You Don’t Need
$1,680,000 to Retire
Occasionally, when I have a minute, I like to poke fun at news articles. Admittedly, this doesn’t happen very often, because usually I’m busy with, you know, actual work. But sometimes, I do actually have a minute, and when I don’t indulge in celebrity gossip, it’s mainstream news articles, and their skewed view of the economy.
One of my favorites is articles or calculators that supposedly tell you how much money you need to retire. Well, yesterday I got all crazy and went over to Kiplinger’s Retirement Savings Calculator to see how much they say I’ll need to retire.
Fair Warning: I have really strong opinions about retirement and this article is looooong!
A number of factors go into determining how much is needed to retire in the Kiplinger Calculator, including:
- Current income: $36.000 + $48.000
- Years Until Retirement: 15
- Percentage of Current Income You’ll Need To Replace: 50%
- Monthly Social Security Income: $0
- Monthly Retirement Pension Income: $0
- Retirement Savings Already Accumulated
- Estimated Average ROI
- Current Market Value of Your Home
- Remaining Mortgage at Retirement
- Years You Expect To Live During Retirement: 35
- How Much Of Your Portfolio You Expect To Be Invested in Stocks During Your Retirement
First, The Problems:
Above, I listed exactly what I put into the Calculator, but the reality of how we’re strategizing for early retirement is much different. At the risk of boring you too much, I”ll run down a quick list of what is wrong with this list:
- Current income: $36.000 + $48.000: I’m ok with this because it asks you how much of your current income you want to replace during retirement.
- Years Until Retirement: 15. We actually have 16 years until retirement, but still
- Percentage of Current Income You’ll Need To Replace: 50% – we will actually need to replace less than 50%, but this is as low as the calculator will let me go
- Monthly Social Security Income: $0 – Let’s be honest, social security won’t be available to use at 40, and by the time we’re old enough for it to be available, it won’t be around.
- Monthly Retirement Pension Income: $0 – fine
- Retirement Savings Already Accumulated $0 – fine
- Estimated Average ROI – I used 8%, but I prefer 7%, just to be safe. The average returns of the stock market are actually much higher.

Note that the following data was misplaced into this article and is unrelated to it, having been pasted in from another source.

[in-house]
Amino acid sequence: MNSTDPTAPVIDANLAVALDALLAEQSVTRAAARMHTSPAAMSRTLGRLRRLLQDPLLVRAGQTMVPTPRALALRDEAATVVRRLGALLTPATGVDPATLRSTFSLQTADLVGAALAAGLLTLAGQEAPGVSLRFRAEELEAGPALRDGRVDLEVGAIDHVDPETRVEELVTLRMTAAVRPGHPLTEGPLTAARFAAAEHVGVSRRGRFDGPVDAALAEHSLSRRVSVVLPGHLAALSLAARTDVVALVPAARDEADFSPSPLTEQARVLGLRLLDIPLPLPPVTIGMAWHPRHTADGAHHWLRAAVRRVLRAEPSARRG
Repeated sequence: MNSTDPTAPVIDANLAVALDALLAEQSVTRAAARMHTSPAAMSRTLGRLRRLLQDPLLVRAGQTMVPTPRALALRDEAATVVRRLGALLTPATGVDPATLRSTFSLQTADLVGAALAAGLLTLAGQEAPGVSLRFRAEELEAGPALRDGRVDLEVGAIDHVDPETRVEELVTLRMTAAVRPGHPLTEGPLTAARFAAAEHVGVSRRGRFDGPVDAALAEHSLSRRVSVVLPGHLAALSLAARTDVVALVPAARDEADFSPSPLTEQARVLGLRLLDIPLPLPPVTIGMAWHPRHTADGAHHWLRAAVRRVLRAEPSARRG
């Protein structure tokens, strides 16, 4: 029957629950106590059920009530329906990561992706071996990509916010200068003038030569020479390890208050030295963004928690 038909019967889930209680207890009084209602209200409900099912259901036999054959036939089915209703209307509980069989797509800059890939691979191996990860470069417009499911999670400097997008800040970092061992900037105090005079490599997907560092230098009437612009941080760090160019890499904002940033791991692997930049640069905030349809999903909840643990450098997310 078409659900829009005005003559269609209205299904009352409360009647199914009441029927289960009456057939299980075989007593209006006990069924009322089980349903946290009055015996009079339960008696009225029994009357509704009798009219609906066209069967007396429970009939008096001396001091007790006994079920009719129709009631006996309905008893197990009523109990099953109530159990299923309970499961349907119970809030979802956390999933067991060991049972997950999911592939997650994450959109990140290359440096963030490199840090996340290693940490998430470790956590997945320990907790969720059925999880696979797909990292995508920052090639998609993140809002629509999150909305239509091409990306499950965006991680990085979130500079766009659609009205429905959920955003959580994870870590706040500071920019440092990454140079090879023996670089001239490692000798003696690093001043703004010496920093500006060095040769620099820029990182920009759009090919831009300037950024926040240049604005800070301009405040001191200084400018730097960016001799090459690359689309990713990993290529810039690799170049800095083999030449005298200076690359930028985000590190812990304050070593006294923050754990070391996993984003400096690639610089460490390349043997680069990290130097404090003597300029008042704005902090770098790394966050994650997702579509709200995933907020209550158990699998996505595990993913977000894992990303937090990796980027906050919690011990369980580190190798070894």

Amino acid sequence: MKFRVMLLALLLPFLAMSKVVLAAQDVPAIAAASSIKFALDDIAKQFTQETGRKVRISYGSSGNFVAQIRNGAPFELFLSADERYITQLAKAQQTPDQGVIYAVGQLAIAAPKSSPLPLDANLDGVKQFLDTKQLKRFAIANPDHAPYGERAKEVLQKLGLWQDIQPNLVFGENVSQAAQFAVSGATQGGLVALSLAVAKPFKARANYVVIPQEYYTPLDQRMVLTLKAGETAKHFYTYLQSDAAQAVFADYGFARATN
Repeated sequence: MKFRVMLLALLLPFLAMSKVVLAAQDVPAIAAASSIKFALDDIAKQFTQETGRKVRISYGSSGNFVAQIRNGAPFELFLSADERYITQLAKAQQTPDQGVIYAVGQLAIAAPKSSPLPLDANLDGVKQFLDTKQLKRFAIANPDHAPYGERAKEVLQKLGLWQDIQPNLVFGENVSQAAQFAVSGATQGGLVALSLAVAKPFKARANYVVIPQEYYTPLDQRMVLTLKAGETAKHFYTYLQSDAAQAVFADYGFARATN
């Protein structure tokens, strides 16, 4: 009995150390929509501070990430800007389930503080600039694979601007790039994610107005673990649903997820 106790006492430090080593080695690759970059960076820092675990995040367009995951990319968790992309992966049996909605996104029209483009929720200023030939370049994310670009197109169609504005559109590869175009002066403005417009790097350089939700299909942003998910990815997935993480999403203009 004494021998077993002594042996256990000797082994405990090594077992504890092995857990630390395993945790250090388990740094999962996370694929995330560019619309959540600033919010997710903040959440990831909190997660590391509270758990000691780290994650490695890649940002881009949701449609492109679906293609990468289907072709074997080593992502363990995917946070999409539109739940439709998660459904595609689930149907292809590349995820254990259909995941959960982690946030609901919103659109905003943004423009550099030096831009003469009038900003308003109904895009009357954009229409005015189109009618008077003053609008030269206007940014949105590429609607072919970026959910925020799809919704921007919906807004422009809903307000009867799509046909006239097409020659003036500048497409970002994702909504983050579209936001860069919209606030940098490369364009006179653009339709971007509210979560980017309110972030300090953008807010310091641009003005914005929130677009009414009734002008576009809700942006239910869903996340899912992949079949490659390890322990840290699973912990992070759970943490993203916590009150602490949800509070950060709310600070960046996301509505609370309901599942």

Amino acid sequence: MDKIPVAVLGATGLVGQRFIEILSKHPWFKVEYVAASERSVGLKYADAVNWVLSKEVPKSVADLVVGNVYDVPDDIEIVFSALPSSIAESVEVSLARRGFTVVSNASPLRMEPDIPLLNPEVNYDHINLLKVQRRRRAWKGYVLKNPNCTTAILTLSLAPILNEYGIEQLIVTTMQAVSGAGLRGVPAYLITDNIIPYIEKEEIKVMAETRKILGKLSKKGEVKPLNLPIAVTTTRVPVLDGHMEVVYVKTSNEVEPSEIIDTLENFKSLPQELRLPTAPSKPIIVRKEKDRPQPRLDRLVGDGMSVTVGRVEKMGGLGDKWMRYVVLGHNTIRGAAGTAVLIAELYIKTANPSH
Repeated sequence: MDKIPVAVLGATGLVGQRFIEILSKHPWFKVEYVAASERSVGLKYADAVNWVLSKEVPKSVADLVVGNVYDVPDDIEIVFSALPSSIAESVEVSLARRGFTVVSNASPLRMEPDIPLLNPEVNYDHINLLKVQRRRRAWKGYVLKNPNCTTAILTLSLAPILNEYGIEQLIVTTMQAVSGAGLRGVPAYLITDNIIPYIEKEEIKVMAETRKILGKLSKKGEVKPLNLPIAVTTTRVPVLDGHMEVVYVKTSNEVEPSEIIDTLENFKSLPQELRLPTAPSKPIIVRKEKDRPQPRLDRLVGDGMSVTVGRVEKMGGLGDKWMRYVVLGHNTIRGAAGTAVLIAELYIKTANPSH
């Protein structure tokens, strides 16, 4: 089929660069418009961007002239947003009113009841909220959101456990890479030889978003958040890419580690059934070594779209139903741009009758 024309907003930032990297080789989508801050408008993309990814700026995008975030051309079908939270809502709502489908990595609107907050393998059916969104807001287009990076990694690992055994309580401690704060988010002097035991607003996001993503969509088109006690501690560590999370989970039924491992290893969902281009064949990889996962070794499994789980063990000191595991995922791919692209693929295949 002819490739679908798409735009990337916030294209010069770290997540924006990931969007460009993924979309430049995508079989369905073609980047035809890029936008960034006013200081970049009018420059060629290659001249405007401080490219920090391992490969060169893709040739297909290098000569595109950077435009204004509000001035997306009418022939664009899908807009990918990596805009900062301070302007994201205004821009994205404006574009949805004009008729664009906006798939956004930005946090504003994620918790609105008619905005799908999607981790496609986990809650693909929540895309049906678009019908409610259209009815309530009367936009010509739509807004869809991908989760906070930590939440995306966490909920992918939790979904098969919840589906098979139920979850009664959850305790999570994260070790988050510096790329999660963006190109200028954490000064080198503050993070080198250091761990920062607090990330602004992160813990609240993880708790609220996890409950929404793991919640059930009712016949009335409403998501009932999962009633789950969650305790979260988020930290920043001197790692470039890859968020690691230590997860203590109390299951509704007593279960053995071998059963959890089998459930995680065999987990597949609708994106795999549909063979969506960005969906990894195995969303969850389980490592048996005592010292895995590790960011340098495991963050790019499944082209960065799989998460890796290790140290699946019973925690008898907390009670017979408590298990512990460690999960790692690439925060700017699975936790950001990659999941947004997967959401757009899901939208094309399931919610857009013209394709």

- Current Market Value of Your Home: Literally does not matter. The value of my home has absolutely no bearing on how much we need to save
- Remaining Mortgage at Retirement: Also does not matter, because I have factored the mortgage cost into our rental property income already.
- Years You Expect To Live During Retirement: 35 – we actually expect to live 60 years, but 35 was as high as the calculator would go. I guess it expects no one will retire before 65!
- How Much Of Your Portfolio You Expect To Be Invested in Stocks During Your Retirement – I used 60%. Big fan of investing in stocks, here, especially when you have a passive income cushion.
Still, even with those problems, Kiplinger’s calculator told me I needed to save $1,638,000 for retirement.
And you guys, I laughed!
I really, really, do not need to save that much, and neither do you! Here’s why:
You Have A Budget
Currently, our budget looks like this:
Because of all of our debt, it currently costs us $3,492 just to meet our minimum obligations. We have very little extra to save for retirement. Instead, tons of our money goes towards debt – and I hate it!
Multiplied by 12, the yearly income we currently need is:
Let’s call it $42,000 just to make the math easy :-)
But, we WILL NOT have debt when we retire, unless it’s debt related to our passive income. I’ll get to the debt and passive income points in a minute, but invision our retirement budget with me for a minute, if you will:
Sure, there are some assumptions in this budget, including $400 monthly rental income from the house we’re currently living in. I’ve done the calculations, and this figure is rock-solid. Maybe someday I’ll do a post on how to break down costs for a rental property.
I’m also banking on passive income. I’ve already reached this income level in the last 2 months of being self-employed, and since I fully plan to keep building the business, this is a no-brainer.
I’ve increased the cost for home insurance, health insurance, doctor, food, and eating out, partially for inflation, and partially because we’ll be older. but as you can see, ridding ourselves of debt and adding passive income into the mix means that we will not need any of our savings at all in order to put $600 in savings every month and save $1,000 each month for vacation or a new car.
Overall, our monthly expenses, savings aside, as best I can estimate will total:
Multiplied by 12 for the annual income we need (after taxes), is $32,916. To make the math easy, let’s just call it $33,000. Essentially, we’ve cut $9,000 off of our yearly needs just by eliminating our debt.
Or at least a frugal wanna-be. Don’t worry, I’m not judging! I’m a frugal wanna-be too! We have found ways to keep our utility, grocery, and insurance expenses low, to name a few. Want to know how? Check this out:
- How I Never Pay For Oil Changes
- How We Save $2,100 A Year On Cell Phones
- The One Things That Saves Me $1,400 a Year